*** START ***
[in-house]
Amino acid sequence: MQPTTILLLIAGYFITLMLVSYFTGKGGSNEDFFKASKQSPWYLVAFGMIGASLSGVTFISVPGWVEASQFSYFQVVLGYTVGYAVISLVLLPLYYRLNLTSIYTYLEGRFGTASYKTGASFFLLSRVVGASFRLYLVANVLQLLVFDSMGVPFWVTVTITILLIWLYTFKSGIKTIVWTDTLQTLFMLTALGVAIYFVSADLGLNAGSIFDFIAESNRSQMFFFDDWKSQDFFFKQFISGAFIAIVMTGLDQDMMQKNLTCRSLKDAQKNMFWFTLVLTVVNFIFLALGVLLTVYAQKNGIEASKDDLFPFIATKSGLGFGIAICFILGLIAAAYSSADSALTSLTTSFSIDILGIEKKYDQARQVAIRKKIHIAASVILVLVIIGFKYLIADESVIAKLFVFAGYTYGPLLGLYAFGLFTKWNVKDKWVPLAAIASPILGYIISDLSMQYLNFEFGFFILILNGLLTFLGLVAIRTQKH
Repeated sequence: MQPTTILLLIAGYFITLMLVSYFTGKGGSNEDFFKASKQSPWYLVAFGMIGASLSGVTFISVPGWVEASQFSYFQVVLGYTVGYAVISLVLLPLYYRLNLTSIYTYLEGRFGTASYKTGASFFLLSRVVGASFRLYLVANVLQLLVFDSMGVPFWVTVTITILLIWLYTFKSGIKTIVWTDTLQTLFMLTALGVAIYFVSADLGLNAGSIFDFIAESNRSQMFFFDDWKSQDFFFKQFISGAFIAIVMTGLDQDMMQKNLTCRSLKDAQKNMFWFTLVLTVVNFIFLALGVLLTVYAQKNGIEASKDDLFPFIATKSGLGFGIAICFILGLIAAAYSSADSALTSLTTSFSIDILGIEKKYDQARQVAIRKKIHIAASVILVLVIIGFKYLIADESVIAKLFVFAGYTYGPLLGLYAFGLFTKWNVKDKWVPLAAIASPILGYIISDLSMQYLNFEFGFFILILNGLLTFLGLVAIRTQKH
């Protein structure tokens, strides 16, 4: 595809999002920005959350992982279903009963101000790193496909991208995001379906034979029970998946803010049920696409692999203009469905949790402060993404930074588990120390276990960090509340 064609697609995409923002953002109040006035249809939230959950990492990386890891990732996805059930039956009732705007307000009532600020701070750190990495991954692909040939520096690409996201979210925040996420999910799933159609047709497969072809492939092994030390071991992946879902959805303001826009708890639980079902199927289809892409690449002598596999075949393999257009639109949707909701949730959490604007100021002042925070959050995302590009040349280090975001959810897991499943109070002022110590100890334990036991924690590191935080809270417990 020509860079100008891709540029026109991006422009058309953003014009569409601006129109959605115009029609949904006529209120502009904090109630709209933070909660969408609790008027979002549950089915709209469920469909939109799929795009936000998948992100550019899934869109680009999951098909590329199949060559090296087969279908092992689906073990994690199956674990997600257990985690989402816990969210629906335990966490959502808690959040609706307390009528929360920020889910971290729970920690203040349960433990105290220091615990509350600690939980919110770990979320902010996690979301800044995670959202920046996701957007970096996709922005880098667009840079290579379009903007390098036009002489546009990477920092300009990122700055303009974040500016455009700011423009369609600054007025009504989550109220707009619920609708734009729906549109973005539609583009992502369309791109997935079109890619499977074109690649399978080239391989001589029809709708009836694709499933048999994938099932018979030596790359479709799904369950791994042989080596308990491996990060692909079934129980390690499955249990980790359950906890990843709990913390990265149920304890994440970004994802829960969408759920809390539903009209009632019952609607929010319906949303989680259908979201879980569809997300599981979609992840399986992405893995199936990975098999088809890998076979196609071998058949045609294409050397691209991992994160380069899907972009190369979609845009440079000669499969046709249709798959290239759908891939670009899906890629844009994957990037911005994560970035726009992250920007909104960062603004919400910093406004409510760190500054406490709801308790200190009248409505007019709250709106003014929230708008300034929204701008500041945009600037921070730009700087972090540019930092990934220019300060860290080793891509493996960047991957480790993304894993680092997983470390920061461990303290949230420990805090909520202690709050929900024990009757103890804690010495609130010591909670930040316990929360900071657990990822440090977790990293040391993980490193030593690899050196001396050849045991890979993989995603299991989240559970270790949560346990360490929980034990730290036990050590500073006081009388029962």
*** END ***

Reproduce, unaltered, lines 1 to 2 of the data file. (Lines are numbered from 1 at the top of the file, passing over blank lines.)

[in-house]
Amino acid sequence: MQPTTILLLIAGYFITLMLVSYFTGKGGSNEDFFKASKQSPWYLVAFGMIGASLSGVTFISVPGWVEASQFSYFQVVLGYTVGYAVISLVLLPLYYRLNLTSIYTYLEGRFGTASYKTGASFFLLSRVVGASFRLYLVANVLQLLVFDSMGVPFWVTVTITILLIWLYTFKSGIKTIVWTDTLQTLFMLTALGVAIYFVSADLGLNAGSIFDFIAESNRSQMFFFDDWKSQDFFFKQFISGAFIAIVMTGLDQDMMQKNLTCRSLKDAQKNMFWFTLVLTVVNFIFLALGVLLTVYAQKNGIEASKDDLFPFIATKSGLGFGIAICFILGLIAAAYSSADSALTSLTTSFSIDILGIEKKYDQARQVAIRKKIHIAASVILVLVIIGFKYLIADESVIAKLFVFAGYTYGPLLGLYAFGLFTKWNVKDKWVPLAAIASPILGYIISDLSMQYLNFEFGFFILILNGLLTFLGLVAIRTQKH